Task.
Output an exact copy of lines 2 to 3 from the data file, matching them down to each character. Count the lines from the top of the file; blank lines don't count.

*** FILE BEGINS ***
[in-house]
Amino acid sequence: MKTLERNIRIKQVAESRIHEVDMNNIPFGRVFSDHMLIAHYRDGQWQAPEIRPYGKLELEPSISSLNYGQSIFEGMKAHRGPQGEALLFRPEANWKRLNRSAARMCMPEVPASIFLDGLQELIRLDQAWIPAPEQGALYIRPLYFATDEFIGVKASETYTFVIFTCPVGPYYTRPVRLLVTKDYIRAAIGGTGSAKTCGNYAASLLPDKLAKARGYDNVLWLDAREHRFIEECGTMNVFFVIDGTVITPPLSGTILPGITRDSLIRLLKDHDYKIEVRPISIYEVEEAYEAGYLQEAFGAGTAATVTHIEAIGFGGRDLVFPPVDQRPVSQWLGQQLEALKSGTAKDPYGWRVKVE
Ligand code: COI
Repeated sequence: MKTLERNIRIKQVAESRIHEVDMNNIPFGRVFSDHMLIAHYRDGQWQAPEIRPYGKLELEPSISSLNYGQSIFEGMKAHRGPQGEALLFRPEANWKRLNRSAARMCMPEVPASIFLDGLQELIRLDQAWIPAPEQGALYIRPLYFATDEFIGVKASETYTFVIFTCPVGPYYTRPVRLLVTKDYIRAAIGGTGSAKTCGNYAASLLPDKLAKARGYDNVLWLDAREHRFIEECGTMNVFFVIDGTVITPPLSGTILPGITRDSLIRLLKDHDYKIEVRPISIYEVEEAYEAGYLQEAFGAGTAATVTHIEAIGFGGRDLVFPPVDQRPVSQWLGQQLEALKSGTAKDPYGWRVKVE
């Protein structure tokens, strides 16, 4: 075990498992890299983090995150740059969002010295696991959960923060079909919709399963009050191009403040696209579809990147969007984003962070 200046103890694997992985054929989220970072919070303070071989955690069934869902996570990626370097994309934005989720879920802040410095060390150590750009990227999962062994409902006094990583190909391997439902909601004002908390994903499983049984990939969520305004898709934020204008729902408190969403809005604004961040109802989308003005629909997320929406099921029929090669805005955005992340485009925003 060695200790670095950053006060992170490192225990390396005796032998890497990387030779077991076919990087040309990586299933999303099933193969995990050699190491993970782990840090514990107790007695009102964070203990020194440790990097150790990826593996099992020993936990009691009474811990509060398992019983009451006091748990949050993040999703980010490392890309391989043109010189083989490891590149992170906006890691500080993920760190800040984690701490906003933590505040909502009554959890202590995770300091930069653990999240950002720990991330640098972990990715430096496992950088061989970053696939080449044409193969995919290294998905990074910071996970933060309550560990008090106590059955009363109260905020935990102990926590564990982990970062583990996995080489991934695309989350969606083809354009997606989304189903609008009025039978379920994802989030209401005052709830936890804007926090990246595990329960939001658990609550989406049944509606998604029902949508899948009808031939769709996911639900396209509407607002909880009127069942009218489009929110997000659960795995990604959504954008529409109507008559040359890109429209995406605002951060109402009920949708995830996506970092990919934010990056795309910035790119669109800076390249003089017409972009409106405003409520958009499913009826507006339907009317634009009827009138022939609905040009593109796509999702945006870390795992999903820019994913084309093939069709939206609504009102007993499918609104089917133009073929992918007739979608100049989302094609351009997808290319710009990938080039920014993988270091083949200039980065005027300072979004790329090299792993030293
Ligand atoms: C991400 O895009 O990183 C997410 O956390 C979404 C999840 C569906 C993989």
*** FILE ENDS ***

Amino acid sequence: MKTLERNIRIKQVAESRIHEVDMNNIPFGRVFSDHMLIAHYRDGQWQAPEIRPYGKLELEPSISSLNYGQSIFEGMKAHRGPQGEALLFRPEANWKRLNRSAARMCMPEVPASIFLDGLQELIRLDQAWIPAPEQGALYIRPLYFATDEFIGVKASETYTFVIFTCPVGPYYTRPVRLLVTKDYIRAAIGGTGSAKTCGNYAASLLPDKLAKARGYDNVLWLDAREHRFIEECGTMNVFFVIDGTVITPPLSGTILPGITRDSLIRLLKDHDYKIEVRPISIYEVEEAYEAGYLQEAFGAGTAATVTHIEAIGFGGRDLVFPPVDQRPVSQWLGQQLEALKSGTAKDPYGWRVKVE
Ligand code: COI